Teachers offering classes in foreign countries provide immediate bridges of understanding ingrained into the bodies of dancers; there are tens of thousands of dance teachers crossing national borders yearly. Many people also attend dance festivals yearly Congresses and open conferences also provide opportunities to showcase one’s work to an audience of peers; there are dozens of international meetings of dance researchers, historians and critics in any given year. Attending festivals, classes or conferences and watching a dance from a foreign country is another way to vividly illustrate cultural diversity, Also In 2014, a flashmob of around 50 classical dancers also got together to perform.

Ludwig Wittgenstein

The Austrian-born philosopher Ludwig Wittgenstein, sadly died 29 April 1951. He was born 26th April 1889 and worked primarily in logic, the philosophy of mathematics, the philosophy of mind, and the philosophy of language, and was professor in philosophy at the University of Cambridge from 1939 until 1947. During his lifetime he published just one book review, one article, a children’s dictionary, and the 75-page Tractatus Logico-Philosophicus. In 1999 his posthumously published Philosophical Investigations was ranked as the most important book of 20th-century philosophy, standing out as “…the one crossover masterpiece in twentieth-century philosophy, appealing across diverse specializations and philosophical orientations”. He was Born in Vienna into one of Europe’s wealthiest families, he gave away his entire inheritance. Three of his brothers committed suicide, with Ludwig contemplating it too.

He left academia several times: serving as an officer on the frontline during World War I, where he was decorated a number of times for his courage; teaching in schools in remote Austrian villages, where he encountered controversy for hitting children when they made mistakes in mathematics; and working during World War II as a hospital porter in London, where he told patients not to take the drugs they were prescribed, and where no-one knew he was one of the world’s most famous philosophers. He described philosophy, however, as “the only work that gives me real satisfaction.” His philosophy is often divided between his early period, exemplified by the Tractatus, and later period, articulated in the Philosophical Investigations. The early Wittgenstein was concerned with the logical relationship between propositions and the world, and believed that by providing an account of the logic underlying this relationship he had solved all philosophical problems. The later Wittgenstein rejected many of the conclusions of the Tractatus, arguing that the meaning of words is constituted by the function they perform within any given language-game.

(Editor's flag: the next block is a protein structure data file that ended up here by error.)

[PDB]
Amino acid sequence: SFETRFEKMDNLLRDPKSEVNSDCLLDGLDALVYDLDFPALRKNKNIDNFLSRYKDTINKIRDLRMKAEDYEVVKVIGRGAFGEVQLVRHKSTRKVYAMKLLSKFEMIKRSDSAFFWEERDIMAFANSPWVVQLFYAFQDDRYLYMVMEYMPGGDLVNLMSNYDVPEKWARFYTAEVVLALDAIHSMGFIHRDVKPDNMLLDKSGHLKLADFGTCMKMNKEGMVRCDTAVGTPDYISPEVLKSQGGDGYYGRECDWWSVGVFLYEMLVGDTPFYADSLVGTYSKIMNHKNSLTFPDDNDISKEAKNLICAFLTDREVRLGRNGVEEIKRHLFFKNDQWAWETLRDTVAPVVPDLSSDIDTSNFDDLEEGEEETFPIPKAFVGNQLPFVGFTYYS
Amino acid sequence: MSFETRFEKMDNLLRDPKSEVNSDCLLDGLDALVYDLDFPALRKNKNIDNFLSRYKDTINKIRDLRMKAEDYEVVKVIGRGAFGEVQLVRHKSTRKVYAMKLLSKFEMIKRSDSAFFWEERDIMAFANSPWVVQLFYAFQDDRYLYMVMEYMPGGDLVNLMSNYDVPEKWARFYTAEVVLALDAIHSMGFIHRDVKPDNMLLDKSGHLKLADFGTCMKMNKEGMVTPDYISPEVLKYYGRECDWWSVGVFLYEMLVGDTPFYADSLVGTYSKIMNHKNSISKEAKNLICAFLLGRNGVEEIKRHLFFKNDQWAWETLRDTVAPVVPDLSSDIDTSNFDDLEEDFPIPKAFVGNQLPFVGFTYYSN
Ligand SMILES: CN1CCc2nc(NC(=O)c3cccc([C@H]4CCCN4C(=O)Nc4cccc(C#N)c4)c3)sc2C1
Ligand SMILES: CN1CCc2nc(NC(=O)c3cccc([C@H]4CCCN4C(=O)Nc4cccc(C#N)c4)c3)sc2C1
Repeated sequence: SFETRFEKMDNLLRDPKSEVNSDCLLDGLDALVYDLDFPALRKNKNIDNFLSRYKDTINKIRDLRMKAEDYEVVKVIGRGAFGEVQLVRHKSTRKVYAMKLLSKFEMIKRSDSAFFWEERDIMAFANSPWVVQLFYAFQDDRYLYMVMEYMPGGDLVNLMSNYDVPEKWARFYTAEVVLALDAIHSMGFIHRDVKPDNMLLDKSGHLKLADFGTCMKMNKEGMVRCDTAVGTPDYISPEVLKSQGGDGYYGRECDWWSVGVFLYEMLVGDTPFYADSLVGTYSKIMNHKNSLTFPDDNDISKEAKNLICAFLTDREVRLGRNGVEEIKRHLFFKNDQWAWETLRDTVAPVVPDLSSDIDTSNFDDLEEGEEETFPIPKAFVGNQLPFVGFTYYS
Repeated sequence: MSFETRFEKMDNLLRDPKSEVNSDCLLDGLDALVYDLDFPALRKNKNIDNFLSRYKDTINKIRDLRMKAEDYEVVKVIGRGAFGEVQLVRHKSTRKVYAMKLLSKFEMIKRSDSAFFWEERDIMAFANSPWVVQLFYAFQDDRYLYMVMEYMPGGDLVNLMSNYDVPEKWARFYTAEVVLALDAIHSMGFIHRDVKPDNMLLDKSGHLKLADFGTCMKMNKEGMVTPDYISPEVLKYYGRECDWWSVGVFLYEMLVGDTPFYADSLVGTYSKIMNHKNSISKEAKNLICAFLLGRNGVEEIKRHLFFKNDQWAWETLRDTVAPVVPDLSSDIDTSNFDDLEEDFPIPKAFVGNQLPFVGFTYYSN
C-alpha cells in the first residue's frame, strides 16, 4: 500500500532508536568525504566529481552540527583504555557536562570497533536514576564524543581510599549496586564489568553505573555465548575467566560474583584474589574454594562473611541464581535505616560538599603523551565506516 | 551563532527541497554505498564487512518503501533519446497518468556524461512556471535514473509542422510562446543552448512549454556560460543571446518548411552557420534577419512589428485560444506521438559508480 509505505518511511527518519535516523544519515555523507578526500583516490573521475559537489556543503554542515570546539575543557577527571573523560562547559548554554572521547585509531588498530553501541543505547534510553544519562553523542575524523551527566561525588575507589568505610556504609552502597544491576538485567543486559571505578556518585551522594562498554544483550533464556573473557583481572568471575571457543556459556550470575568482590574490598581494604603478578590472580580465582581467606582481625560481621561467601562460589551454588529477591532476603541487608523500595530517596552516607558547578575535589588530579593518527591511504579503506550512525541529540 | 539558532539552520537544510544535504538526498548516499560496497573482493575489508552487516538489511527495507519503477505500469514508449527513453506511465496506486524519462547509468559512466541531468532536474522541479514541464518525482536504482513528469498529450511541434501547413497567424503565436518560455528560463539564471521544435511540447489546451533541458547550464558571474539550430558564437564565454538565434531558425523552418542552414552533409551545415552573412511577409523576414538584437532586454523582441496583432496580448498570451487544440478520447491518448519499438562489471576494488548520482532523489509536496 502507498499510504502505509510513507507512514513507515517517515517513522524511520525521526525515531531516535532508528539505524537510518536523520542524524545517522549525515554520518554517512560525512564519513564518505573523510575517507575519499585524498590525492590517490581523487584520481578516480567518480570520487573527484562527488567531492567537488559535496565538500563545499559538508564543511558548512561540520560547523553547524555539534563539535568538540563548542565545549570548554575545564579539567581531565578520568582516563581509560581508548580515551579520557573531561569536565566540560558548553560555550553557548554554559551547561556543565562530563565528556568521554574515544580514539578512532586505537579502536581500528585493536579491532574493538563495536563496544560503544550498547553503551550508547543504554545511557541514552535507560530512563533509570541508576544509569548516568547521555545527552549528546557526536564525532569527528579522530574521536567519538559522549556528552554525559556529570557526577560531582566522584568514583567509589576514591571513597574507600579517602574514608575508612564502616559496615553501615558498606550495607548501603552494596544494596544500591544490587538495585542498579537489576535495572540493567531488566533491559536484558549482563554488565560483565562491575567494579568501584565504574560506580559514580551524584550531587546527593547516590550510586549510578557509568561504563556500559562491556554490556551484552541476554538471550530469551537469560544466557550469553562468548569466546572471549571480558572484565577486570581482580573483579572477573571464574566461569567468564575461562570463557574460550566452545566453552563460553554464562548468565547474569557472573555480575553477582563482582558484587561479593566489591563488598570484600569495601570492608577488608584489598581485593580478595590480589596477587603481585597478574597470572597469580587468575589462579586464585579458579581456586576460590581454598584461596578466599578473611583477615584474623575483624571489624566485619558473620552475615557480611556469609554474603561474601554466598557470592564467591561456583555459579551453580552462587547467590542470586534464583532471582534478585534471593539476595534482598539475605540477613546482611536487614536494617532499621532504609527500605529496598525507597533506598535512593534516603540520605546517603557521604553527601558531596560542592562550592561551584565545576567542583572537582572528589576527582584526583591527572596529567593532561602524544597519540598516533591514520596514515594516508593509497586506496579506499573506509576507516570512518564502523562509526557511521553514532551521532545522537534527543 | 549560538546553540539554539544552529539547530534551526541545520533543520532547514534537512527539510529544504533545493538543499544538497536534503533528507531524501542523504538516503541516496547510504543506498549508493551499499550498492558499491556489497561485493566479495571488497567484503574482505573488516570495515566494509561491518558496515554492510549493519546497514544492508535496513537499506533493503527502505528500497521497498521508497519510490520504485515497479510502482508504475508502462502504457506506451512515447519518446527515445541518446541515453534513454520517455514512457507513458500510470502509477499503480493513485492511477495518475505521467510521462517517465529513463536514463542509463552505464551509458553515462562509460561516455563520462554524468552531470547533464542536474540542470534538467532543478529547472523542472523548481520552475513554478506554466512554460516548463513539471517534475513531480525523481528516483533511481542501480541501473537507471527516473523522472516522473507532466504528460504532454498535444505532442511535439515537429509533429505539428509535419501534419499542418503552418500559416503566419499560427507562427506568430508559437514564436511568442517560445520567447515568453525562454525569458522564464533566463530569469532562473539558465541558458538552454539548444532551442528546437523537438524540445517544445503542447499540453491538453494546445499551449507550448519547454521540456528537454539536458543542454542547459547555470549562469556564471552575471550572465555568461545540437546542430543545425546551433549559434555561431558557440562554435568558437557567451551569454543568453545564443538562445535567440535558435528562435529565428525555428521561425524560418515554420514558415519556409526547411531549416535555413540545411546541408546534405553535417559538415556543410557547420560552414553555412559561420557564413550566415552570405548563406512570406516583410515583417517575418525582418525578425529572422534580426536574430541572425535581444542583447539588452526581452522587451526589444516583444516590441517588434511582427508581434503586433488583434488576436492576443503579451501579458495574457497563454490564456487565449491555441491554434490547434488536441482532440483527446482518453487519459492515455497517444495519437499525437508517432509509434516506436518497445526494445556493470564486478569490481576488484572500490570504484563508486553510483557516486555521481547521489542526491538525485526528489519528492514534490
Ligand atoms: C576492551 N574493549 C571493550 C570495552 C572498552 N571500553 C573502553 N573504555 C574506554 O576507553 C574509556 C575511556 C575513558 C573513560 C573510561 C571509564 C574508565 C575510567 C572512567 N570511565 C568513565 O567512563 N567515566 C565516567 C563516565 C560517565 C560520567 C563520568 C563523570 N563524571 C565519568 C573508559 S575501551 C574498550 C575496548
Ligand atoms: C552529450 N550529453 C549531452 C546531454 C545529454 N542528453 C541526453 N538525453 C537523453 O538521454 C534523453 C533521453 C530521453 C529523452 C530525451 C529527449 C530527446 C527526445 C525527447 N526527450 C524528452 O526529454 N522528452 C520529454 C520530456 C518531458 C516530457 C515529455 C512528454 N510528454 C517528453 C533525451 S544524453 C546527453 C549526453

Wittgenstein’s influence has been felt in nearly every field of the humanities and social sciences, yet there are widely diverging interpretations of his thought. In the words of his friend and colleague Georg Henrik von Wright: “He was of the opinion… that his ideas were generally misunderstood and distorted even by those who professed to be his disciples. He doubted he would be better understood in the future. He once said he felt as though he were writing for people who would think in a different way, breathe a different air of life, from that of present-day men.” He is buried at the Ascension Parish Burial Ground in Cambridge. his legacy lives on and In 1999 the Investigations was ranked as the most important book of 20th-century philosophy, standing out as “…the one crossover masterpiece in twentieth-century philosophy, appealing across diverse specializations and philosophical orientations”.

Duke Ellington

American composer, pianist, and big-band leader Duke Ellington was Born 29th April in 1899. During his life he wrote over 1,000 compositions. In the opinion of Bob Blumenthal of The Boston Globe “In the century since his birth, there has been no greater composer, American or otherwise, than Ellington.” A major figure in the history of jazz, Ellington’s music stretched into various other genres, including blues, gospel, film scores, popular, and classical. His career spanned more than 50 years and included leading his orchestra, composing an inexhaustible songbook, scoring for movies, composing stage musicals, and world tours. Several of his instrumental works were adapted into songs that became standards.

Due to his inventive use of the orchestra, or big band, and thanks to his eloquence and extraordinary charisma, he is generally considered to have elevated the perception of jazz to an art form on a par with other traditional genres of music. His reputation increased after his death and the Pulitzer Prize Board bestowed on him a special posthumous honor in 1999. Ellington called his music “American Music” rather than jazz, and liked to describe those who impressed him as “beyond category.” These included many of the musicians who were members of his orchestra, some of whom are considered among the best in jazz in their own right, but it was Ellington who melded them into one of the most well-known jazz orchestral units in the history of jazz.